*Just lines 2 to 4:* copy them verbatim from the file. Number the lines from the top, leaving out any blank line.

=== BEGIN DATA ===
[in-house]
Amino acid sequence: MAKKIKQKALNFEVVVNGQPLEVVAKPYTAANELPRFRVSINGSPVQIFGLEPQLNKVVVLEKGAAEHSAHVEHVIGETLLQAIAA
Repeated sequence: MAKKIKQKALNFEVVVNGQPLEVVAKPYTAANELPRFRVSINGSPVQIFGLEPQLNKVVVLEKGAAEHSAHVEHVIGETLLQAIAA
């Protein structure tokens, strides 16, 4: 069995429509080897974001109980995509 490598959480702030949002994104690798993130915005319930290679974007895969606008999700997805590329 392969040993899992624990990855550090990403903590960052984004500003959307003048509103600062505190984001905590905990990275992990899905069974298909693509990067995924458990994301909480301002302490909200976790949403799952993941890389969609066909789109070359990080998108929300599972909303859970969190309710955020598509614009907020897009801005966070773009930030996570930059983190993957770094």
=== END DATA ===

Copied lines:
Amino acid sequence: MAKKIKQKALNFEVVVNGQPLEVVAKPYTAANELPRFRVSINGSPVQIFGLEPQLNKVVVLEKGAAEHSAHVEHVIGETLLQAIAA
Repeated sequence: MAKKIKQKALNFEVVVNGQPLEVVAKPYTAANELPRFRVSINGSPVQIFGLEPQLNKVVVLEKGAAEHSAHVEHVIGETLLQAIAA
């Protein structure tokens, strides 16, 4: 069995429509080897974001109980995509 490598959480702030949002994104690798993130915005319930290679974007895969606008999700997805590329 392969040993899992624990990855550090990403903590960052984004500003959307003048509103600062505190984001905590905990990275992990899905069974298909693509990067995924458990994301909480301002302490909200976790949403799952993941890389969609066909789109070359990080998108929300599972909303859970969190309710955020598509614009907020897009801005966070773009930030996570930059983190993957770094």